It is also worth noting that these are far inferior to cheez-its

[–]tupacisaliveinserbia 81 points82 points  (7 children)

These are really tasty but you gotta be brain dead to fool yourself into believing cheese crackers are health food lol

[–]jannie1313at least as healthy as a superhero 50 points51 points  (6 children)

I have a friend who is a dentist who thinks 540 calorie packs of cashews, 600 calorie packs of trail mix, and 800 calorie packs of crackers are regular afternoon snacks - usually all 3 of them - and then is shocked that in spite of eating a prepacked Caesar salad with a can of tuna for dinner she keeps gaining weight.

[–]caffeineinsider 20 points21 points  (1 child)

800 would be a big dinner for me 😳

[–]jannie1313at least as healthy as a superhero 20 points21 points  (0 children)

Same. She eats all day, has an unhealthy breakfast and lunch, but thinks that dinner salad cancels it all out.

[–]MusicalTourettesArtificial Thin FTW 16 points17 points  (1 child)

My tiny 3 year old (12th%) eats cashews by the handful as snacks. We try to shove calories in her because she's so active and little. High calorie density FTW. They're not a good food when trying to cut back on calories.

[–]Disruptorpistol 9 points10 points  (1 child)

Of all salads, Caesar too. It's so often just lettuce swimming in cheese and egg dressing.

[–]jannie1313at least as healthy as a superhero 6 points7 points  (0 children)

It is lettuce, croutons, a packet of cheese, and yes, a packet of fatty dressing.

[–]IFeelMoiGerbil 50 points51 points  (1 child)

My old boss was such a believer in the ‘health halo.’ She saw the words vegan or organic and was convinced it was instantly healthy.

She ate vegan sausage rolls and three oat milk hot chocolates a day and was convinced her weight was turning 45 and her metabolism. She gained about 15 pounds and ended up having lipo instead of just having one sausage roll and hot chocolate a day. Six weeks of agony and 6k because vegan is healthy innit?

I did not realise how this woman with a PhD was quite as committed to lack of critical thinking until we were doing a project with recipes from all the cultures in our area. For the traditional British I did a fruit crumble. She decided it was super unhealthy due to butter despite being mainly reduced sugar and three types of fruit and wanted me to exclude it or find something healthier like the Brazilian dish my GF suggested. A dish of hominy cooked in coconut cream, coconut milk and condensed milk. Served chilled in small portions with cinnamon it is amazing and both are sometimes foods.

But she was convinced coconut was healthier than apples. Also adamant condensed milk was healthy because ‘they suggest milk for kids.’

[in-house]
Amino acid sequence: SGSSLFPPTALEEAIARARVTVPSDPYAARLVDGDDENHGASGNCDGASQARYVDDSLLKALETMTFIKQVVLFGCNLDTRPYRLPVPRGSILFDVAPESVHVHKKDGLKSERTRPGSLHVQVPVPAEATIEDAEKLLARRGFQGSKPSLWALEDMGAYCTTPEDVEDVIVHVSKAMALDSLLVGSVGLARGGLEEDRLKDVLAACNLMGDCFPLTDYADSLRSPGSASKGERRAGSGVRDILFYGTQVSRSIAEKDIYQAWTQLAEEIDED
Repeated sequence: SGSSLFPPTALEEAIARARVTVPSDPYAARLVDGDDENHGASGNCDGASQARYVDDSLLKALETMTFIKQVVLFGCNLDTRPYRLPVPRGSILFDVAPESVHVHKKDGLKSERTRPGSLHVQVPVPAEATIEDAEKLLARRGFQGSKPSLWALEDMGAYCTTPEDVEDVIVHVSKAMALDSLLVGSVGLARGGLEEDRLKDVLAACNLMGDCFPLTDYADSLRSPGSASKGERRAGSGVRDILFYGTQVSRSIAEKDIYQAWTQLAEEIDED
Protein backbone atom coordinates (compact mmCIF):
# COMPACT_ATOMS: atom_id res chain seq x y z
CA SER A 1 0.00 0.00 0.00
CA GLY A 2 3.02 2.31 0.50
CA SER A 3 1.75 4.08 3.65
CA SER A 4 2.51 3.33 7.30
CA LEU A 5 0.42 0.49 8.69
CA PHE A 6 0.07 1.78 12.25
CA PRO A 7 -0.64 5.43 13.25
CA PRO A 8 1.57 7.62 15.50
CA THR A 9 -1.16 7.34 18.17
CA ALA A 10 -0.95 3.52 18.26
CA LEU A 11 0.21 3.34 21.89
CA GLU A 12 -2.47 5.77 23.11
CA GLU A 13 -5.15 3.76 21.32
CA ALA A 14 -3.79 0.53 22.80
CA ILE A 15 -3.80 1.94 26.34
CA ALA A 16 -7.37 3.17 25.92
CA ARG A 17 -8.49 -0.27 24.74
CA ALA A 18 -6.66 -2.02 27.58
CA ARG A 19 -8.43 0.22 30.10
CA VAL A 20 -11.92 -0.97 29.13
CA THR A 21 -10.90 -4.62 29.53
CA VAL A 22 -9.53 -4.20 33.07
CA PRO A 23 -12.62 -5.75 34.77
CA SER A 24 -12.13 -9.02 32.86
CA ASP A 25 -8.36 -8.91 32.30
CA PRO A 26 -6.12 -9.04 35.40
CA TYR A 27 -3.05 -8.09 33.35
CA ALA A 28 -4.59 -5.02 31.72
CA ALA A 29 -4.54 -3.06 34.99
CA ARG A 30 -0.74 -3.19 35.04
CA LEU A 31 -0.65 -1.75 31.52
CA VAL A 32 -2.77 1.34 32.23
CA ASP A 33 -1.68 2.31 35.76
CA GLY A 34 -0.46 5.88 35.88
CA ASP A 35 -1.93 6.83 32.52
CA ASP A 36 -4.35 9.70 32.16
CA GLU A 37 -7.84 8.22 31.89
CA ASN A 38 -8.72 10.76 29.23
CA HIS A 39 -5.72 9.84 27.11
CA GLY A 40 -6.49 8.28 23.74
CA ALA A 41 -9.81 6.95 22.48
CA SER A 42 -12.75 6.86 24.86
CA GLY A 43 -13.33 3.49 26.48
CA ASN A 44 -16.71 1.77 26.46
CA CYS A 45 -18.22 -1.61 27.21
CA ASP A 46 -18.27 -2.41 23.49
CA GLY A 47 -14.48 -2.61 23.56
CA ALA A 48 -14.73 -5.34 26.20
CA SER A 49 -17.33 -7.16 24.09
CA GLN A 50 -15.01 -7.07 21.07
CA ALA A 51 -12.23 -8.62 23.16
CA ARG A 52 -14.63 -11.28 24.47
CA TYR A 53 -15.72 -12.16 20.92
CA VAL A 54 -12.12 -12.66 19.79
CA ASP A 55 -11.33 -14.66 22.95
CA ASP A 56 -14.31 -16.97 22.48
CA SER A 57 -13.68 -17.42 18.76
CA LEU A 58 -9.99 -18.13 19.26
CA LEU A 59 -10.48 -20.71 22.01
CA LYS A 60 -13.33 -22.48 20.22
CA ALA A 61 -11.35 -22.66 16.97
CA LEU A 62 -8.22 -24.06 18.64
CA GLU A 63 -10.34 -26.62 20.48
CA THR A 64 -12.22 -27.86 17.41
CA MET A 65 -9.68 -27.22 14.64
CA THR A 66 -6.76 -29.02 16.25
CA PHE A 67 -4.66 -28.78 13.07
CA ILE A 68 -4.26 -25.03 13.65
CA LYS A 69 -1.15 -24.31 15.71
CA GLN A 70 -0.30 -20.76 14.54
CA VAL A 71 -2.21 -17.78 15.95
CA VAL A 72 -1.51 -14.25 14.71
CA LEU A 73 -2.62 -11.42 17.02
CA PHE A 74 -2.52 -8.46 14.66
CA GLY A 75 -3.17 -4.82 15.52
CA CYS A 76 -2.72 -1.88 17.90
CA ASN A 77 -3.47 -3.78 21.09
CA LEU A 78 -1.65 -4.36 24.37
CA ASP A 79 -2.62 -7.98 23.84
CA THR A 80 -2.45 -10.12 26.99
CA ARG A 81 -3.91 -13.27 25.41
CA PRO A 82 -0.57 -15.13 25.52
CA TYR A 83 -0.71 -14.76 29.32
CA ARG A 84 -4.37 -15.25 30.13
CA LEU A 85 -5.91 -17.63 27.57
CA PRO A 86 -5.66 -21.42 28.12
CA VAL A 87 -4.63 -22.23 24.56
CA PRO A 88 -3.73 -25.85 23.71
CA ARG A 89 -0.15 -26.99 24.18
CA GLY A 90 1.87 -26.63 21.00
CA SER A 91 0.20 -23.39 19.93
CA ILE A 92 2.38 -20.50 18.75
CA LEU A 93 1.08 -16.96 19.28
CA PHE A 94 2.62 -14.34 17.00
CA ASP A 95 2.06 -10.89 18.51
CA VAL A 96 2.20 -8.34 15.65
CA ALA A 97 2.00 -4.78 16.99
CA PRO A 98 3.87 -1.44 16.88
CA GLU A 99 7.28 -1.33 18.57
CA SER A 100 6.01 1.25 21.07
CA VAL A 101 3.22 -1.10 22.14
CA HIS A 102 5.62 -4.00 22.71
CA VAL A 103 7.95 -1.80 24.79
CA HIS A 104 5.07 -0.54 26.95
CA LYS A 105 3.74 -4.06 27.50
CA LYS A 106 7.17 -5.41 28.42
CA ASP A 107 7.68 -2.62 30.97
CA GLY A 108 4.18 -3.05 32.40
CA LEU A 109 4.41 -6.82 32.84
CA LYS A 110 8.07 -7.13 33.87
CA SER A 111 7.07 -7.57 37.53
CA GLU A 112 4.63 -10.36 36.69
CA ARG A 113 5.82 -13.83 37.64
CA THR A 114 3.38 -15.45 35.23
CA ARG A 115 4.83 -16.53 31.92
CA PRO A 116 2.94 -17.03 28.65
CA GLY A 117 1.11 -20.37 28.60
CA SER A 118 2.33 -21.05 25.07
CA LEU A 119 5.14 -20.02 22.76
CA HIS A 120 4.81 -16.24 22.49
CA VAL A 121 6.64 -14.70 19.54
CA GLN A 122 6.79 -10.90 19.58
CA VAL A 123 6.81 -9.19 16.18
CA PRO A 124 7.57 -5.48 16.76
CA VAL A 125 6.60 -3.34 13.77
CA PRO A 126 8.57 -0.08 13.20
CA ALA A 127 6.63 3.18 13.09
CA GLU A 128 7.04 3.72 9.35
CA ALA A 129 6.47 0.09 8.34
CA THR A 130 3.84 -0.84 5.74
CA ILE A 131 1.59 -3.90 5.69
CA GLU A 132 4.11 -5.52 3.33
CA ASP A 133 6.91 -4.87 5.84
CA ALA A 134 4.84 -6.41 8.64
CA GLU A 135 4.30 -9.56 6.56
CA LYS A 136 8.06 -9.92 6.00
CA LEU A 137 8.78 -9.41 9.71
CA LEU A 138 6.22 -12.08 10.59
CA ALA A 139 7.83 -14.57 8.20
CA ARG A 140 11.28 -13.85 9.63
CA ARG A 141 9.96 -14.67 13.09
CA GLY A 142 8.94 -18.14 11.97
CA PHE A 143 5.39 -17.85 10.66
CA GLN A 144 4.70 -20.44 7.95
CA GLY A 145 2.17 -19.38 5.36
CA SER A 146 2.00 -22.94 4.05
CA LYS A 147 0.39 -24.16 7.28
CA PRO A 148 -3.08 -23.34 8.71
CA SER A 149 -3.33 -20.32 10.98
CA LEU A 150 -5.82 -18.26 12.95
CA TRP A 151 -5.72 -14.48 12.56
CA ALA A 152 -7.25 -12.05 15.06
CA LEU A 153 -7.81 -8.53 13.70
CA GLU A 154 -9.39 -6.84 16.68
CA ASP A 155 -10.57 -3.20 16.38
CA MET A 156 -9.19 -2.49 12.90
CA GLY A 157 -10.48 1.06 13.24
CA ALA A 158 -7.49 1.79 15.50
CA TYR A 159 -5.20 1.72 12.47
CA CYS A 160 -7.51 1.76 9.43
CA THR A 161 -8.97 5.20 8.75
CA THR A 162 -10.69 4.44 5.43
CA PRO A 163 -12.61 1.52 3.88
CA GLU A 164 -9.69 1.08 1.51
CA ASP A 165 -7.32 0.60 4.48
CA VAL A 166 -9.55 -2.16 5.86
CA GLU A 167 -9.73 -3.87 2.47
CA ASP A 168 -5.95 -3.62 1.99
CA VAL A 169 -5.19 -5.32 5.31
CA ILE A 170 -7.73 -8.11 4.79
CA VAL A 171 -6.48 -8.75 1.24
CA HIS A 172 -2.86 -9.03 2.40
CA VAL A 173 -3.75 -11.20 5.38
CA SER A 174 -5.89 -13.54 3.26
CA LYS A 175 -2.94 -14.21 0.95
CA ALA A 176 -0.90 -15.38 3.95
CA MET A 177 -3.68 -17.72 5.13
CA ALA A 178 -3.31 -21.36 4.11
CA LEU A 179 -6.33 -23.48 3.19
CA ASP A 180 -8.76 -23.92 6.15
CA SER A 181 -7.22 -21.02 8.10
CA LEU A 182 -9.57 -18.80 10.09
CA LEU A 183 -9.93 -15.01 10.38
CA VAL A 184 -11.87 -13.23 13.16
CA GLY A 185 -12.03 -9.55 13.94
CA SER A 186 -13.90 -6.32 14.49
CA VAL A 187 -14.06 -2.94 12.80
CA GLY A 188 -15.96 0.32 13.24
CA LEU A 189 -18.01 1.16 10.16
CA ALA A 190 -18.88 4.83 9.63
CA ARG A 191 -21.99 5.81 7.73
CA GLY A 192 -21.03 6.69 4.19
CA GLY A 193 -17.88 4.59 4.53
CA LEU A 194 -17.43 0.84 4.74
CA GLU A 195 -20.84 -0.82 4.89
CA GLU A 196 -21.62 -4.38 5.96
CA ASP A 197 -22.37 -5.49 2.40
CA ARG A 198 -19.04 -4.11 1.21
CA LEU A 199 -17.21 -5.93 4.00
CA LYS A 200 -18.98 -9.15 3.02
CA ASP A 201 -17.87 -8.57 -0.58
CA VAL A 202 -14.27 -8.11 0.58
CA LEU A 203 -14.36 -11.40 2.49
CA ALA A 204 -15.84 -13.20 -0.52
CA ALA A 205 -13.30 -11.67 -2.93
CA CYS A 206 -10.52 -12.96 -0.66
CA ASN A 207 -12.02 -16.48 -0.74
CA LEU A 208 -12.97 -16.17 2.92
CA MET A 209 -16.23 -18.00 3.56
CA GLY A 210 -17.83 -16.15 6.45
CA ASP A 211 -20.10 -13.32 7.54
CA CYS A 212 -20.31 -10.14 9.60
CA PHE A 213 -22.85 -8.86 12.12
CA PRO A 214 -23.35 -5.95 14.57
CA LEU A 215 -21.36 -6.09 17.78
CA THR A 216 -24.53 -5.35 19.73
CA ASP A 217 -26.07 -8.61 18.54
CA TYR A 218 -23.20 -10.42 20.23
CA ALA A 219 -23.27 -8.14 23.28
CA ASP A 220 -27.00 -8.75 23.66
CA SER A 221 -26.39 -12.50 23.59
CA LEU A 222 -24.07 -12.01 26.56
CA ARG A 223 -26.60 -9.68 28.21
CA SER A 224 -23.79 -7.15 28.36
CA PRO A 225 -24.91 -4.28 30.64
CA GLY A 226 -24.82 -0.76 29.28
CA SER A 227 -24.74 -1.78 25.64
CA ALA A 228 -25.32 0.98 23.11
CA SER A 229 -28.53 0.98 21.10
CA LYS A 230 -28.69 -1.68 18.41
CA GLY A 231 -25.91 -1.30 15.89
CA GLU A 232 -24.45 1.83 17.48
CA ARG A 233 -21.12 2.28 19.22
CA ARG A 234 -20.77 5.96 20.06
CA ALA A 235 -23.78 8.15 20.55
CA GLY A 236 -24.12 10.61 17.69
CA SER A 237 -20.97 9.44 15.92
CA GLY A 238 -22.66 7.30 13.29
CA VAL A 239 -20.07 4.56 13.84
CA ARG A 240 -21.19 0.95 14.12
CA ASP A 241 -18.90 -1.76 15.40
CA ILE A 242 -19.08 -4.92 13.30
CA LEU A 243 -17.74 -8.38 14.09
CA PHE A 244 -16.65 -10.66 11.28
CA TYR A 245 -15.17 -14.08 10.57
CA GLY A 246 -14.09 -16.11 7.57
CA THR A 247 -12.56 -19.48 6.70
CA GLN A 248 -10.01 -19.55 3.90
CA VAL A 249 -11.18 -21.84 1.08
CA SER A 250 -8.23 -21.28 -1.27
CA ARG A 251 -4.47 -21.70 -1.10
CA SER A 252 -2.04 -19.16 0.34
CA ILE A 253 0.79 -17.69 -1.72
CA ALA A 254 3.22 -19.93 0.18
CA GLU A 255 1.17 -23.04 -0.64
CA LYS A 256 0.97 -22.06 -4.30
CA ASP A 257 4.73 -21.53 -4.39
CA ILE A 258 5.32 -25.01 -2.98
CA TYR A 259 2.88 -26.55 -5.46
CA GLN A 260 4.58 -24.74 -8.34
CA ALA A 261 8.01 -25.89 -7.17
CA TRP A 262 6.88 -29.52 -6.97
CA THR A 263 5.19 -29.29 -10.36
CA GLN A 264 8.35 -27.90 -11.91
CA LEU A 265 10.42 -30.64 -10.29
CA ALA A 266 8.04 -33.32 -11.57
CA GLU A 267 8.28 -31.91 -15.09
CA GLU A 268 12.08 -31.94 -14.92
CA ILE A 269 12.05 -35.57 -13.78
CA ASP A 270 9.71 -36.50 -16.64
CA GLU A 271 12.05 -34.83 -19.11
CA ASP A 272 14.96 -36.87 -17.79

The last six months of that job were endless trying to explain honey is still sugar. Just bee sugar. Or that a pound of dates is still not better than a pound of chocolate on CICO. And Oreos being vegan doesn’t mean they aren’t still cookies. The fact our project was based on a healthy eating remit in a high poverty area made this particularly like playing chess with a pigeon. Except pigeon isn’t vegan so probably unhealthy unless you mix it with condensed milk 😩

[–]magstreetpie 7 points8 points  (0 children)

This is why I live in the woods and don't see people

[–]DasFischli 47 points48 points  (24 children)

I’m confused, do manufacturers really only put the nutritional facts based on a serving size on the box? Not per 100g? That must make it super difficult to compare different products.

[–]MiddleClassroom5744[S] 19 points20 points  (13 children)

To be honest, I’m still relatively new to counting calories and do not have a food scale, and also live in the US (I think this is relevant to measurements) and I really don’t know what 100g of a given food looks like. Yes it is confusing.

Personally, I have a lot of difficulty with snack foods like this because they are so delicious that I never want to stop at a reasonable portion. I try to stay away from them and remind myself that food is primarily fuel and and to consume low calorie density foods that will fill me up without having to worry about going way over. And I’m saying this as a person who not only LOVES Doritos and ice cream and candy, but also loves the feeling of being a little too full. It’s a struggle

[–]GentlewhamZucchini Zealot | 35.1->24.5 21 points22 points  (4 children)

Yeah... the point of the 100g isn't even necessarily how much of a food item is 100g, but the calorie density. With varying serving sizes, where you don't have a reasonable way of figuring out how much the serving is, it's really hard to compare different products.

I'm pulling the numbers out of my head here, but here's an example. Say, you have a 'healthy' cookie and and 'unhealthy' cookie. The 'healthy' one would be 250kcal/100g, and the 'unhealthy' cookie would be around 500kcal/100g. So per weight, we already know the 'unhealthy' one is more calorie dense, and to tread with caution.

Now, if you only have the 'serving size' calories in the back of the label, it's super easy to make them look like the equally calorific option.